The kind of context Auer02 uses is not the same kind of context as is generally used in contextual bandits. In Auer, the contexts give explicit information about the rewards of the actions. And anyway the Langford quote is not trying to establish history, just to provide evidence for my claim about the importance of contextual bandits.
Reblogged this on Machine Learning and Financial Data and commented:
You should take into account the bid/ask spread and trading fees for this results to be realistic.
With all due respect, realism is not the goal of this post. If you enjoy finance and backtesting, I encourage you to adapt my code.
I know you didn’t mean your post to be practically useful. But you’re making specific scientific claims in it: “The result is then evidence that stocks behave stochastically or adversarially.” Well, no, without making your model at least partially realistic, you can’t claim that its results are evidence for anything.
Evidence is not binary 🙂
In this case, it is, because you have no evidence 😉 My advice would be to understand first how the data you’re testing the models on are being generated (e.g. close prices vs intraday prices). Then you will understand against whom those price processes can be adversarial (hint: close prices are affected by the aggregate supply and demand, not just by your agent).
My problem with throwing words and claims around like in this post is that it increases the amount of noise and confuses people, without any benefit to science.
Your caveats are included in the post, so nothing is being “thrown around.” Nothing in the experiment suggests my agent affects the price. The prediction aspect has nothing to do with making money.
Forget about making money, forget about how the market works: in this experiment I’m making a bet with you (Roman) that I (Jeremy) can predict whether closing prices will be higher or lower than opening prices every day, and you pay me based on my ability to predict this. My summary of this thread is that you’re telling me my hypothetical success at this task implies no ability whatsoever to predict stock price. Your reason is that our side-bet doesn’t include fees and spread.
If you reformulate the problem in this way, then it starts making sense, UNTIL you get to the “stochastic vs adversarial” question. I understand that by “adversarial” you mean that the time series is being generated with the aim to trick your agent into making bad decisions (like adversarial examples in classification problems). Asking “are stock prices adversarial?” is a causal inference question (see Judea Pearl and co). You can’t possibly answer it by running an algorithm against a fixed data stream, because the causality has been fixed by you in this experiment to go the other way only (from the data to your agent running either of the tested algorithms). It doesn’t make any sense, with or without trading fees. That’s why your experiment cannot prove anything about the data, despite the claim in the post.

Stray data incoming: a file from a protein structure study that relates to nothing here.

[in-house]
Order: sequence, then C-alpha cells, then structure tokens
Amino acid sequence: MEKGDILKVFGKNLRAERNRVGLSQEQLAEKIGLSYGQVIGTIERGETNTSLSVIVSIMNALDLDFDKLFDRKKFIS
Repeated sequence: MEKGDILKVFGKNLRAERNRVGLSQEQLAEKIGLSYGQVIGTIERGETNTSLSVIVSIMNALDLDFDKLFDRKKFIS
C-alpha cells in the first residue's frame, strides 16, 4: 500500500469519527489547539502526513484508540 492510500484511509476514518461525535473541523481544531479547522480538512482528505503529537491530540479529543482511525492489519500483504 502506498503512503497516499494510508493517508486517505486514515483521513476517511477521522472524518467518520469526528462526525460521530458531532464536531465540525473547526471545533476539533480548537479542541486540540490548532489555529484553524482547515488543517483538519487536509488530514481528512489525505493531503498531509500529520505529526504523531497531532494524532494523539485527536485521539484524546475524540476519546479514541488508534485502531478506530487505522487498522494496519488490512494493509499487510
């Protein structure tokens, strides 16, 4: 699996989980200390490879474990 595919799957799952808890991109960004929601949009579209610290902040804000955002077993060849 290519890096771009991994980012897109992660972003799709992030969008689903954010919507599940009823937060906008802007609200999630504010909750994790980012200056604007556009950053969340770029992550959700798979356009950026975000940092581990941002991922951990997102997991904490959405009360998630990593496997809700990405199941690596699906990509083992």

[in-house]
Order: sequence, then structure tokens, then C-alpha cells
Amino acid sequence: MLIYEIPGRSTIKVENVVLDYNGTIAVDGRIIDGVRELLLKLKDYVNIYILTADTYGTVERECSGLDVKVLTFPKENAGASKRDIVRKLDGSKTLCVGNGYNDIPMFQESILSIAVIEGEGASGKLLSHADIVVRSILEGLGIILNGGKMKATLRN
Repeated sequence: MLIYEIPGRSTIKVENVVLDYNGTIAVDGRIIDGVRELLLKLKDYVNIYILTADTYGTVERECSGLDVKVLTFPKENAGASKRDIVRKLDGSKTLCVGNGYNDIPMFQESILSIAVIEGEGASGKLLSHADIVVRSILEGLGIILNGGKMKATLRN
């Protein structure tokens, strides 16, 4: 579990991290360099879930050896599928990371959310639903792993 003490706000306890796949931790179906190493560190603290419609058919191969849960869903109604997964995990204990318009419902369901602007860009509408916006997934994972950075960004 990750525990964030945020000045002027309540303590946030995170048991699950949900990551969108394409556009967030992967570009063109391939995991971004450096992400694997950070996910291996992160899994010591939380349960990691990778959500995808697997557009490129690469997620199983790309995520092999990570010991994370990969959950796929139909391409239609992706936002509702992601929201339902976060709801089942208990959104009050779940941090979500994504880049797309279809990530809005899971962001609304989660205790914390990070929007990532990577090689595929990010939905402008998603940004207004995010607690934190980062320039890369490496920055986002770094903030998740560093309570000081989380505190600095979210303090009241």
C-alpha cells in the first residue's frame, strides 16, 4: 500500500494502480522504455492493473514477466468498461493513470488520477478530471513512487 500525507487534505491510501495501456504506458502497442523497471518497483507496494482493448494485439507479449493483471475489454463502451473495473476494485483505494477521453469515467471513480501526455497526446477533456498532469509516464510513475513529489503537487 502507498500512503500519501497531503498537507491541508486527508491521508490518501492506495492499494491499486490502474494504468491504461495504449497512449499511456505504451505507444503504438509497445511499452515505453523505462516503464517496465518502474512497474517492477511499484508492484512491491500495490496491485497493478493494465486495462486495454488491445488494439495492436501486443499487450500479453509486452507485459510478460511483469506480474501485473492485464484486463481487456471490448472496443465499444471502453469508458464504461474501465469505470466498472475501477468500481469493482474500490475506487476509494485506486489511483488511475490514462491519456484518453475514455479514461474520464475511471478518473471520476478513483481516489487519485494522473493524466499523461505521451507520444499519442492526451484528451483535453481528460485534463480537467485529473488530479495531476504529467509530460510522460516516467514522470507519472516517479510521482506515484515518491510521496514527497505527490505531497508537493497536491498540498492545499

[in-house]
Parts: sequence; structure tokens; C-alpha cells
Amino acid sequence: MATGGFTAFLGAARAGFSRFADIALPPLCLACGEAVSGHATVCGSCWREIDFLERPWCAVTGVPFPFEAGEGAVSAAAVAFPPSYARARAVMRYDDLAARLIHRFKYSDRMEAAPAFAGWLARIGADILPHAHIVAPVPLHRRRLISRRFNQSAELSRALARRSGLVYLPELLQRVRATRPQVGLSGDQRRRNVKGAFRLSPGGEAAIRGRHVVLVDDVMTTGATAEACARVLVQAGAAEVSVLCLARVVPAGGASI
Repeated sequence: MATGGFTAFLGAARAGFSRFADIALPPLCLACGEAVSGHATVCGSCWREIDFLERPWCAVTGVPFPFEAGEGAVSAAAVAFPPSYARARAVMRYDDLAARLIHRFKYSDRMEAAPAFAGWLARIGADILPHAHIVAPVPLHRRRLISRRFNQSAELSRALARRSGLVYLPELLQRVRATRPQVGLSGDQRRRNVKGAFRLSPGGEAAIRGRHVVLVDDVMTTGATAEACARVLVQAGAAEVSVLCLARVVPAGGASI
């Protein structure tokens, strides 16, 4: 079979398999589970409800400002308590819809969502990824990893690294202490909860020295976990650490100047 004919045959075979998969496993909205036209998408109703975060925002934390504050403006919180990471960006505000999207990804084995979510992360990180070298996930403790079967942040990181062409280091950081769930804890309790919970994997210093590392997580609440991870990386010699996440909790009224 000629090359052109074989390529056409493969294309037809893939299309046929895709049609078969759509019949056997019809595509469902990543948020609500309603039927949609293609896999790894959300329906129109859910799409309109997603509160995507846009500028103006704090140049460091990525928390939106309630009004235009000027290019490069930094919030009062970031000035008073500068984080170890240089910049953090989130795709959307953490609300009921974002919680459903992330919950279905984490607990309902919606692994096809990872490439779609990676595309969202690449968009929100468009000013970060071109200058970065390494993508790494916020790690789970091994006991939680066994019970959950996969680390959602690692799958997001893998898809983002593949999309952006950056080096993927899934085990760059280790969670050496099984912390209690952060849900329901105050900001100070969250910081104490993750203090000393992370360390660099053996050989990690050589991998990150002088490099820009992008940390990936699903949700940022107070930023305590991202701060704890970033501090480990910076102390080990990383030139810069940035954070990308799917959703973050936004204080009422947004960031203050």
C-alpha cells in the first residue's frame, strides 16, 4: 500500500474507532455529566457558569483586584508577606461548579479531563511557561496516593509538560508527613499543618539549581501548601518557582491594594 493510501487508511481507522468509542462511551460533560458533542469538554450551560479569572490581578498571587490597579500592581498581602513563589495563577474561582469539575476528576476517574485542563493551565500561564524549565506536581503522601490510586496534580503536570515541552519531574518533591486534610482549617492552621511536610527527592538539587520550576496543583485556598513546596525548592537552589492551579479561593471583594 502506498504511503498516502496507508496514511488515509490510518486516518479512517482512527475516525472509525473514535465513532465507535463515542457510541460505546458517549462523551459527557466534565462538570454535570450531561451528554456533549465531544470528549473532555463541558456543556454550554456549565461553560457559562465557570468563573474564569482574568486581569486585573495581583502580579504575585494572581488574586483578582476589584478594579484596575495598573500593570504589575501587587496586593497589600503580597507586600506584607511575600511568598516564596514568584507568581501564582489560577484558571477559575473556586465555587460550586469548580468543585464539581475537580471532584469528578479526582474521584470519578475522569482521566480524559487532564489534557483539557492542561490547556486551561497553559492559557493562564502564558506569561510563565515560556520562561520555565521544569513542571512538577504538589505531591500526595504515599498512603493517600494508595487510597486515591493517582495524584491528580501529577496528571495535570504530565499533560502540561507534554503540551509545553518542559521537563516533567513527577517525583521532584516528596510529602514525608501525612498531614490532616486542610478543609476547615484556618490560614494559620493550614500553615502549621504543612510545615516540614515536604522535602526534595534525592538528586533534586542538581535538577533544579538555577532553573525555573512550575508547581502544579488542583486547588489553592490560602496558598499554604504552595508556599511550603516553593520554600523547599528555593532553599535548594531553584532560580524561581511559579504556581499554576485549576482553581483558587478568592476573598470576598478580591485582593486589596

BTW, with regards to your remark about bandit algorithms assuming that unexplored choices have unknown rewards: people have used bandit algorithms to choose which high frequency trading model to run on a given day, and at what scale. In this case, it is makes sense to assume, bandit-style, that if you don’t run model A, but run model B, you don’t know how much you would have made if ran A instead of B. You can have some guesses, but not concrete information.
“prove” and “causal” are not stated or implied in this article.
I think the reason Exp3 didn’t perform well when you saw all the stock information is because you’re still scaling by the probability distribution (Line 4 of the last algorithm box). To my understanding this scaling is to produce an unbiased estimate of the loss vector in the stochastic setting; if the entire loss vector is being incorporated into the update, the normalization should be undone. I think this is also the exponentiated gradients algorithm.
Have you finally applied contextual bandits as well?